Pretty good article on medium format cameras

Discussion in 'Digital SLR' started by RichA, Aug 23, 2008.

  1. RichA

    RichA Guest

    RichA, Aug 23, 2008
    1. Advertisements

  2. RichA

    Guest Guest

    larger *sensor*.
    Guest, Aug 23, 2008
    1. Advertisements

  3. RichA

    Guest Guest

    there's no ambiguity about what 'sensor' means.
    where did you get the idea that 'sensor' means the front of the lens?
    Guest, Aug 24, 2008
  4. Not true.
    Take a large format lens and camera.
    Enter a completely constant lit room.
    Where the film should be, mount a 4x6mm 10 MPix sensor.
    Choose a exposure time, ISO setting and f-stop.
    Expose your sensor and read it out.

    Now replace the tiny 4x6mm sensor with a 60x90mm 10 MPix
    sensor, and expose it at the same exposure time, ISO setting
    and f-stop.

    Tell me, will the larger sensor have collected more photons?
    Will each pixel of the larger sensor have collected more photons?

    PS: Now remember that f-stops are independent of image circles.

    Wolfgang Weisselberg, Aug 27, 2008
  5. RichA

    Me Guest

    At the appropriate f-stops required to produce an image at a standard
    size with the same DOF, or doesn't composition matter in theoretical
    Me, Aug 28, 2008
  6. Oh, you are right, how stupid of me!

    I was just proving that "You will only get more photons if you
    use a physically larger lens" is wrong. Every time someone
    moves a full frame lens from a crop to a full frame body
    exactly that happens. (Yes, FF bodies are better at light
    gathering, all things being equal, see below.)

    But, as requested, let's do practical photography:

    a) Portrait, "normal" (50mm in 35mm equivalent) lens, 1 meter
    distance between camera and object, DOF ~10cm. Target is a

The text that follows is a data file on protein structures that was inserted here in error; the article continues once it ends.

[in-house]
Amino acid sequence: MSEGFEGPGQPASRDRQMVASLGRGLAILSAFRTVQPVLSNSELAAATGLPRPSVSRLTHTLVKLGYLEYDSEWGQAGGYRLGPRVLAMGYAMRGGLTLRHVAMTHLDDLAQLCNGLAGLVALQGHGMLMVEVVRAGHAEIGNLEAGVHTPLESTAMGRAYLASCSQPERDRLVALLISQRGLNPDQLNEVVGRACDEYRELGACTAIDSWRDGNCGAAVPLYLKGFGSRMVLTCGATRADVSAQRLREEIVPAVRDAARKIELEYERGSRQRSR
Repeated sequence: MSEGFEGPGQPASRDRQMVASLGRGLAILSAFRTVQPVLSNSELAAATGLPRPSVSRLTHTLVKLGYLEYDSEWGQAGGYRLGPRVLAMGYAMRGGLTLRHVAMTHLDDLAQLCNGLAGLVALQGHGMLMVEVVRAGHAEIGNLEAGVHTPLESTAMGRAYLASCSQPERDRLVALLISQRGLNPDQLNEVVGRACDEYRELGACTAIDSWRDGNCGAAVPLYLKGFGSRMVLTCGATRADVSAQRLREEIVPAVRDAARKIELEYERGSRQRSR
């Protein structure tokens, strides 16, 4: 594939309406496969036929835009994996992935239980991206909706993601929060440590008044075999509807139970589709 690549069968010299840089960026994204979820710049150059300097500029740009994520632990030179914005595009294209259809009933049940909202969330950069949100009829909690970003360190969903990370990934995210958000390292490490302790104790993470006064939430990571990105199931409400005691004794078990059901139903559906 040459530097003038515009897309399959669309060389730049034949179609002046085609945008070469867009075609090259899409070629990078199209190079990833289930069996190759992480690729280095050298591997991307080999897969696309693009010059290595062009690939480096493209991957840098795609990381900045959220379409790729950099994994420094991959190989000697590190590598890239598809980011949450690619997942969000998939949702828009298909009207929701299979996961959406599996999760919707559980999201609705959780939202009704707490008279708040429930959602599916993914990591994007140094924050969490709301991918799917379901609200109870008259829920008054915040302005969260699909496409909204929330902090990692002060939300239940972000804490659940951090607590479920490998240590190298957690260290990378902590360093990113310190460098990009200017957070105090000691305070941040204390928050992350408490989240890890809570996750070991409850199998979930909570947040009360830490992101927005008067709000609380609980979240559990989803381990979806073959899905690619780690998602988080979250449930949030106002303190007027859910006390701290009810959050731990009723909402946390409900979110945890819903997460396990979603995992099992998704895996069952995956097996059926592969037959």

20x30cm photo viewed at 41cm (the diagonal length)
    b) Landscape, "wide" (28mm in 35mm equivalent) lens, put everything
    from 2.5m onward in DOF. Target is a 2x1.5 meter print for
    the wall, viewed at ~1.56 meters distance (where the field
    of view is the same as the real landscape)

    Sensor used: 4x6mm 60x90mm
    Area: 24mm² 5400mm²
    a) Pixels needed * 2865x1910 i.e. 5.5 MPix *
    f-stop 1.0 16
    resulting DOF[1] 11.69cm 11.12cm

    b) Pixels needed * 4408x2938 i.e. 13MPix *
    f-stop 2.0 32
    resulting DOF[1] 2.17m 2.29m

    24mm² / 1.0 => 24
    5400mm² / 16 => 337.5

    24mm² / 2 => 12
    5400mm² / 32 => 168.75

    337.5 : 24 = 14:1
    168.75 : 12 = 14:1

    As you can see, the 60x90mm sensor enjoys a 14-fold light gathering
    advantage --- that's more than 4 stops --- over the 4x6mm sensor.
    Actually, 14:1 is the difference between 60 and 4mm, between 90
    and 6mm.

    Once again it's proven that quadrupling the sensor size needs
    doubling the f-stop (for the same DOF) and still doubles the
    light gathering capability.

    And practical photography also has a few problems with the
    necessary f/1.0 lenses for these tiny chips.


    [1] Includes diffraction effects.
    Wolfgang Weisselberg, Aug 29, 2008
    1. Advertisements

Ask a Question

Want to reply to this thread or ask your own question?

You'll need to choose a username for the site, which only take a couple of moments (here). After that, you can post your question and our members will help you out.